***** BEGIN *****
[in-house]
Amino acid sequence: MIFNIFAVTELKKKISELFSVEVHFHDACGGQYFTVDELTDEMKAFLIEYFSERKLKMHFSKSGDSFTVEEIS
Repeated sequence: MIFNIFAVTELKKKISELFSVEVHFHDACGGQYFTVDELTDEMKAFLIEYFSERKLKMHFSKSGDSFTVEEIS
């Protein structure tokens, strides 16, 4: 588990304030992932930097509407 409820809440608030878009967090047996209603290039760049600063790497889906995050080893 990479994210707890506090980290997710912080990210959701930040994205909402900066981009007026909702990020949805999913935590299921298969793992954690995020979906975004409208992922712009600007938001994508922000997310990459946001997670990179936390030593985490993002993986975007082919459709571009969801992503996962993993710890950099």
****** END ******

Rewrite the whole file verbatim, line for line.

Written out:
[in-house]
Amino acid sequence: MIFNIFAVTELKKKISELFSVEVHFHDACGGQYFTVDELTDEMKAFLIEYFSERKLKMHFSKSGDSFTVEEIS
Repeated sequence: MIFNIFAVTELKKKISELFSVEVHFHDACGGQYFTVDELTDEMKAFLIEYFSERKLKMHFSKSGDSFTVEEIS
């Protein structure tokens, strides 16, 4: 588990304030992932930097509407 409820809440608030878009967090047996209603290039760049600063790497889906995050080893 990479994210707890506090980290997710912080990210959701930040994205909402900066981009007026909702990020949805999913935590299921298969793992954690995020979906975004409208992922712009600007938001994508922000997310990459946001997670990179936390030593985490993002993986975007082919459709571009969801992503996962993993710890950099």